off the dust of a long day in an area heated solely by the burning of
wood, I suggest you add the experience to your bucket list. There's
something about being wrapped up in the unpretentious warmth of aromatic
pine or birch wood heat that is truly heavenly and startlingly
relaxing, in addition to being entirely absent from our modern electric
or natural gas heat.
The bathrooms in the old place, by
the way, were single tiny rooms containing porcelain fixtures that were
probably lovingly crafted back before my grandmother was a teen. The
thought that each of the "thrones" had probably been carried
individually up the Teslin River in a boat made the experience all that
much more--well, special.
Put simply, the old place
had 'tude, man. It was exactly what you needed to walk into after a
long day of driving over monsterhellbumps in the great Yukon
wilderness. It was absolutely cool in the coolest way possible.
Then, sometime shortly after the fall of 1995, they "fixed" it. Ah, well. Hell.
anyway, our first time there, back in '95, I pulled up to an ancient
gasoline pump--you know, the old white rounded-off pumps with the
numbers that folded over in half?--and started topping off the tank.
My wife, at the time, noticed the three old men first. She pointed them out to me with a quiet, "Oh, crap."
I looked over that'a'way, back behind the truck/trailer combo.
a look an old man gets on his face when he's watching a younger man
doing something that's really rather dumb. You've seen it before,
right? I'm finally learning to make that face, myself; my step-son is
ably teaching me the fine art of "The Look."
The three old men were all making that face.
stood in a single row just outside the front door of the establishment,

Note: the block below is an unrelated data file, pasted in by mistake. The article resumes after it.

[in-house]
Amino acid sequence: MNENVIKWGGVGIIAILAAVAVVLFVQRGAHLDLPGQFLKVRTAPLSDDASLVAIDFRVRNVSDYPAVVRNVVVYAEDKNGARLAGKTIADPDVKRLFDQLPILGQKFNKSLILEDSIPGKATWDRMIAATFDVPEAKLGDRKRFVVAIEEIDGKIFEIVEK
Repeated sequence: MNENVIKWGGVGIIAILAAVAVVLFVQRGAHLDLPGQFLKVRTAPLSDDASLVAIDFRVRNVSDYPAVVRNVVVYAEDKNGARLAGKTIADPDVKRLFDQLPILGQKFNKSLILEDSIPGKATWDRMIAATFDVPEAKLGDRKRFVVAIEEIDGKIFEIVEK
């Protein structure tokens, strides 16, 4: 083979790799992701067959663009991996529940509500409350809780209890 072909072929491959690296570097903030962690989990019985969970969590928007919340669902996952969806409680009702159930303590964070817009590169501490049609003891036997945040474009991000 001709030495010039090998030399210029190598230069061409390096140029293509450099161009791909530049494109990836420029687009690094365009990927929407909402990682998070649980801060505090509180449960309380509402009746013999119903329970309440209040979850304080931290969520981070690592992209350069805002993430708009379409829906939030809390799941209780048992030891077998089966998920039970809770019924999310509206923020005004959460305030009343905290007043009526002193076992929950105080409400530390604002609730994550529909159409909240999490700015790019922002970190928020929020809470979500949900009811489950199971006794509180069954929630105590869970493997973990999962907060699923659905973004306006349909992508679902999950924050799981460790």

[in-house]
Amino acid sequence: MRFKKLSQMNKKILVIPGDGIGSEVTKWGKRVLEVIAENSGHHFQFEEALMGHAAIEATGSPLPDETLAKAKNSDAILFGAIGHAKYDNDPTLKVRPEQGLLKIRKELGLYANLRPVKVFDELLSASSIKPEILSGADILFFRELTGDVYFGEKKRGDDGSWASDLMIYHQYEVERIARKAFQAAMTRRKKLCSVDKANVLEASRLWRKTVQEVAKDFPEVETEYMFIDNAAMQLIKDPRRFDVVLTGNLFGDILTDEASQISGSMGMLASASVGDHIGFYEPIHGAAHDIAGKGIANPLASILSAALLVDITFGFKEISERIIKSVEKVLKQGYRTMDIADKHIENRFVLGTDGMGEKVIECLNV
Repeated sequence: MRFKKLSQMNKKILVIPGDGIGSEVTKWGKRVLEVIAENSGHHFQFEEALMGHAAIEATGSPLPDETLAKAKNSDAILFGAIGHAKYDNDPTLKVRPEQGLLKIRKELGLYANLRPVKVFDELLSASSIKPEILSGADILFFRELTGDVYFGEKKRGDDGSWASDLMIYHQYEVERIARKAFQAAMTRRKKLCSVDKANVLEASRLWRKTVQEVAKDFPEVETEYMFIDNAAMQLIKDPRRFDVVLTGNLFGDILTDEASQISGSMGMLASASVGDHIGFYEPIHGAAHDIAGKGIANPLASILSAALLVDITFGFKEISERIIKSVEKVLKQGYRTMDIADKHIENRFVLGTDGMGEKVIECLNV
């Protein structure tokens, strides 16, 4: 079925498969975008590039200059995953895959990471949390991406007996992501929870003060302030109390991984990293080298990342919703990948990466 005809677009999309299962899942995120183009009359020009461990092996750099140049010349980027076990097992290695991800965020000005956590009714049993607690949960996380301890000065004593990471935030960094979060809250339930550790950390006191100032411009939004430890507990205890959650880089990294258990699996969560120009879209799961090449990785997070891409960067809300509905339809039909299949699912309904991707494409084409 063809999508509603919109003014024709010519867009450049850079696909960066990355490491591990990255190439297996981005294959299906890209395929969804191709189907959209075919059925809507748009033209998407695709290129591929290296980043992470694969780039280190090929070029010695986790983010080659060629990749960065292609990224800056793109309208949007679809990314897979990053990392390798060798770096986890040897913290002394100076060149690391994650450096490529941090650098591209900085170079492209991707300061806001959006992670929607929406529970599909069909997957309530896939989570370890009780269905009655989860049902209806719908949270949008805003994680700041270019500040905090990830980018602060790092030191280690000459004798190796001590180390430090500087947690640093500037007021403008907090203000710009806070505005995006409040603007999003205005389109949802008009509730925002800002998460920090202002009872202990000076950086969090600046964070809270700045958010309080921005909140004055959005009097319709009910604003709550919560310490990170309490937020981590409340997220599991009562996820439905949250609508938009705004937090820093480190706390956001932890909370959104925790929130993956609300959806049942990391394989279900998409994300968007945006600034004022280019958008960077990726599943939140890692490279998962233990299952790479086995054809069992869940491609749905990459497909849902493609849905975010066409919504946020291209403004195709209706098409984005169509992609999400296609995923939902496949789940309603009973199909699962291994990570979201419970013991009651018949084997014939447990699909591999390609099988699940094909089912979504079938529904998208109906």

each looking silently across the lot at the King's Camping Rig, each
with his head tilted to the side slightly and his face pulled back into a
"well, look at what the dumb kids are doing now" expression.
I'd seen it enough to recognize it, though not yet enough to mimic it.
a sense of dread, I left the gas pump clacking and sidled over to them,
joining their line and tilting my head to the same angle they were
using. Didn't take me long to see what they were making the face over.
"Well, howdy," I said.
"Nice day," the man next to me said.
"Sure is," I agreed. "Feels a bit chilly for the evening, though."
"Yep," the same man said. "Not gonna be long now till the snow flies."
"That's what I hear," I agreed. "I suppose that axle's gonna be tough to fix, isn't it?"
bought my cargo trailer back when I had more dreams than money, more
stuff to load than trailer loading sense. It wasn't particularly well
built, being just a 4x8x4 plywood box on top of a frame. The axles
weren't on springs, and the supports were too far in toward the center
which put too much distance between them and the wheel.
You'd think a physics major would've been able to put two and torque together, but no.
help that I'd filled the plywood box up, tarped it, stacked and tied
plastic totes another row on top of the tarp, hung bicycles from the
sides, and even mounted folded lawn chairs on the front of it. It
looked like the Beverly Hillbillies were moving to Alaska, and it was
loaded to at least twice the weight it was rated to carry.
"Kid's got a welder. He can fix it for ya," the old man said.
not being all that many kids in the vicinity, I quickly located the
20-something guy with a welding unit mounted on an old lawnmower
chassis. I'd never seen a contraption quite like it, but I was
overjoyed when he hauled it and a heavy hydraulic jack over, used all
that and a chain to bend the axle back to the shape it should have been,
and braze-welded the split in it closed. I was even happier when he
said it would only cost us CAN$25, which at the time was worth about
Happily, then, we drove off into the
sunset--literally. With axles straightened and hopes renewed, we
crossed the scenic Teslin River gorge and ambled our way on toward
I never saw those three old men again.